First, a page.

This is yet another instance of the government being forced to review its decisions on key policy matters. Earlier, the government had to put on hold the decision to separate debt management and regulation of bond market from the RBI. Quite clearly, Jaitley was poorly advised on the bank capitalisation issue.

That said, the idea of rewarding banks based on their performance indeed deserved some merit since this will force banks to be more efficient, besides reducing the burden on state exchequer. The government is in the process of shifting its stake in these banks to a separate holding company and creating a Bank Boards Bureau (BBB) to take care of the capital needs of banks. But such strategies can work over a period of time, not in the short term.

Jaitley’s mistake was that he pulled the plug too soon, leaving most state-run banks, which were so used to government’s annual capital support, in a state of confusion. Instead, the government could have implemented the changed strategy in a phased manner.

“While the new criteria would reduce the burden imposed by the PSBs' equity requirement on government finances, this benefit is likely to be accompanied by other--possibly unintended--costs, which could be substantial,” rating agency Icra said in a February note.

“While it may be argued that this approach led to complacency to an extent, it indeed was an anchor for the financial stability of PSBs, enabling many of them to extend credit to support economic activity when NPAs were high, profitability low, and dependence on external capital infusion significant," the agency added.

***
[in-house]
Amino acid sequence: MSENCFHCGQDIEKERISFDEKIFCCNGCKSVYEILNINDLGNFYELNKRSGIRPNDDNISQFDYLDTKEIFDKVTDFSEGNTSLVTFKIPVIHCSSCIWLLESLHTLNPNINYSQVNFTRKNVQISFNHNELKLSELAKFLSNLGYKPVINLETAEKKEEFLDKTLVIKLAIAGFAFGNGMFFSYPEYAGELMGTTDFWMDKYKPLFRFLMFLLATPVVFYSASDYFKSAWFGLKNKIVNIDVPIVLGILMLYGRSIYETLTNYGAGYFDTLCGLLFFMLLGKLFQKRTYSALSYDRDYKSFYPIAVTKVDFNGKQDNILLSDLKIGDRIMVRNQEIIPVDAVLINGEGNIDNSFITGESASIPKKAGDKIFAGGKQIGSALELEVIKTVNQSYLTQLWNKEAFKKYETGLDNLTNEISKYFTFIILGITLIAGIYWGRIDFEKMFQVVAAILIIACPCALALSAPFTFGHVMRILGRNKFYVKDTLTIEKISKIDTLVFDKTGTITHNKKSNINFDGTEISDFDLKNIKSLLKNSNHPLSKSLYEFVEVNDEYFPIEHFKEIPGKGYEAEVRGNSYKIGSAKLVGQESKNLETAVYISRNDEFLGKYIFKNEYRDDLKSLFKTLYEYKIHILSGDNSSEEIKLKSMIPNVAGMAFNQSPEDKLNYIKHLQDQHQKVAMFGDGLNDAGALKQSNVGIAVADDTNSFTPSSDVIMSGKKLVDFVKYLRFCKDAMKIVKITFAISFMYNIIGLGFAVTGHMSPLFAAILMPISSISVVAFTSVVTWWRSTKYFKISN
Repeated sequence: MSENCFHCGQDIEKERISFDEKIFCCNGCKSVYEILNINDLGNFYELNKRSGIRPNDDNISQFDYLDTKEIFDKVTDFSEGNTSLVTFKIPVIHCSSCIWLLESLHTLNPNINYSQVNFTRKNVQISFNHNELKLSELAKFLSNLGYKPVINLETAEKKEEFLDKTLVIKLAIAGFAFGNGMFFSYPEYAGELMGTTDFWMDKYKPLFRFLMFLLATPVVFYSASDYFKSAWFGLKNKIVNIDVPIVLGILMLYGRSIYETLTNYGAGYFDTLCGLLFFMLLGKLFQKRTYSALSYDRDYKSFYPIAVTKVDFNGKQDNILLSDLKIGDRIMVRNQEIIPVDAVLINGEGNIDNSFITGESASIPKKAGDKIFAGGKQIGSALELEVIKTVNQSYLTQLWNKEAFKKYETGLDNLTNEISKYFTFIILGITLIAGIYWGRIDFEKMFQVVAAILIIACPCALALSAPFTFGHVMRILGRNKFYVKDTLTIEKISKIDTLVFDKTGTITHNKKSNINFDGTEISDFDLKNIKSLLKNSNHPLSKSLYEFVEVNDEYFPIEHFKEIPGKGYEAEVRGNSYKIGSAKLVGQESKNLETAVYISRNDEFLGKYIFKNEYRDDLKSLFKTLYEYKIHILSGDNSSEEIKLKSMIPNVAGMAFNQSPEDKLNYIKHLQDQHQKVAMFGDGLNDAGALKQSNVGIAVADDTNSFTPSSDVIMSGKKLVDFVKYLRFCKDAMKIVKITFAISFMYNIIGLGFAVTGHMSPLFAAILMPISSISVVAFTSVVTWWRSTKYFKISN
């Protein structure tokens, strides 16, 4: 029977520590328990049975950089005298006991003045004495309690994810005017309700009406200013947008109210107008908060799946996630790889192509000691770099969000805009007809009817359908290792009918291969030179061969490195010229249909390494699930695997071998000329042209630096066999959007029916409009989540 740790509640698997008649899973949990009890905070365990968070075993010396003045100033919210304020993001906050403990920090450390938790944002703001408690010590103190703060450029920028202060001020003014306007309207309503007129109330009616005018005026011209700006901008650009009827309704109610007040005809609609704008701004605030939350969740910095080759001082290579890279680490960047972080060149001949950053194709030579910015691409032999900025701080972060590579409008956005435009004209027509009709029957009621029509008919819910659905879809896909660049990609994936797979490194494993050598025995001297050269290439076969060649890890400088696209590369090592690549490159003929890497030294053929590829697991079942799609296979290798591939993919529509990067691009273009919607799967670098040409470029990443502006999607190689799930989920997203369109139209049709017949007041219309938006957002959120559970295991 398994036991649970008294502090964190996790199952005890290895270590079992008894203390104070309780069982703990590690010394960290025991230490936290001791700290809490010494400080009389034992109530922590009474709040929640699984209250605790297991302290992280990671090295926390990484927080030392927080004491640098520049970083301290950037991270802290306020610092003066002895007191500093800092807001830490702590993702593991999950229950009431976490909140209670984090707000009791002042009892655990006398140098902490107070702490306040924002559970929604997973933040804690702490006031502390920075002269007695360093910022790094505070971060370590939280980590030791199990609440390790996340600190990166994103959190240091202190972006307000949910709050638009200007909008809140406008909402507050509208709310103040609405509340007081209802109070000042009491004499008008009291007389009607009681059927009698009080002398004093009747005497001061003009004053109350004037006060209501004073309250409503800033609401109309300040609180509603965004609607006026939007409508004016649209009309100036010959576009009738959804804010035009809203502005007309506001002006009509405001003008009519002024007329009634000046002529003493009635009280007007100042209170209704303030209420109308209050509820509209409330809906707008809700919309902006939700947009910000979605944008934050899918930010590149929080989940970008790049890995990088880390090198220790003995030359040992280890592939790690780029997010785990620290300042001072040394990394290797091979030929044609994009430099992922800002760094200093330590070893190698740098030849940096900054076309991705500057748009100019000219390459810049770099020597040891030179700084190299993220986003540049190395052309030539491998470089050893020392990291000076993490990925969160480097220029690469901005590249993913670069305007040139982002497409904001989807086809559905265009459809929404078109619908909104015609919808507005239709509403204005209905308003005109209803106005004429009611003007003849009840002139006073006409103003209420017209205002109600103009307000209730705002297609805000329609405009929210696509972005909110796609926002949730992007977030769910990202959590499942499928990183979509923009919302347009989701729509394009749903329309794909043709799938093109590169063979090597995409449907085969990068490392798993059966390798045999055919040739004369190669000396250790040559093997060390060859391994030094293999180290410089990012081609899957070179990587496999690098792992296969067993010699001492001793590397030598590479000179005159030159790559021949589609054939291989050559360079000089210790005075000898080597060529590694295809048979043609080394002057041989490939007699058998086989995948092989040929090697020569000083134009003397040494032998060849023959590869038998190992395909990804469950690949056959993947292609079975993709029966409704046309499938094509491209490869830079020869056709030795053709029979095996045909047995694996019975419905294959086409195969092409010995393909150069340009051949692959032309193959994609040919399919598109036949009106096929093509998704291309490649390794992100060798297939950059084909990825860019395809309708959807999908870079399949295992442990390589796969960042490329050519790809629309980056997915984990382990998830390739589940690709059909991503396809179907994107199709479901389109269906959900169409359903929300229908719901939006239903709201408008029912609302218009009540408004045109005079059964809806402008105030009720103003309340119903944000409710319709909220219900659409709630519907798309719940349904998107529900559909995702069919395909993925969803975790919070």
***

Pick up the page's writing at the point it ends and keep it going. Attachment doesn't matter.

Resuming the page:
Secondly, when performance is the yard stick, the government has the responsibility to ensure there was a supportive environment for these banks to operate with sufficient autonomy, which obviously wasn’t there. These banks were directed by the government to lend into specific sectors.

PSBs have been operating on a target-based lending approach for several years and not on quality of assets, which resulted in massive non-performance assets (NPAs) in the later years. Currently, over 90 percent of the NPAs (about Rs 3 lakh crore) in the banking sector are on the balance sheets of PSBs.

Chairmen at public banks were focused only on showing the maximum growth in their 2-3 years tenure at the post, while quality was ignored. This was never the case in private banks, where asset quality was focused than volume growth.

If Jaitley infuses capital, this can give a breathing space to banks, but only for now. Capital is a necessity, which banks will require every year, burdening the state finances. This is where the government should pay attention to the P J Nayak committee, which had recommended privatisation of state-run banks by reducing government stake below 51 percent. At present, the government holds stakes ranging from 56 percent to 84 percent in 27 state-run banks.

The surprising aspect is that Government seems to be in no mood to begin the process of exiting from the state-run banks, even when markets were upbeat last year. A fiscally constrained government wouldn’t be in a position to fund such large capital requirement every year. The long-term solution, as we have noted before, is government showing the willingness to exit from majority ownership in PSBs and let them face the market competition.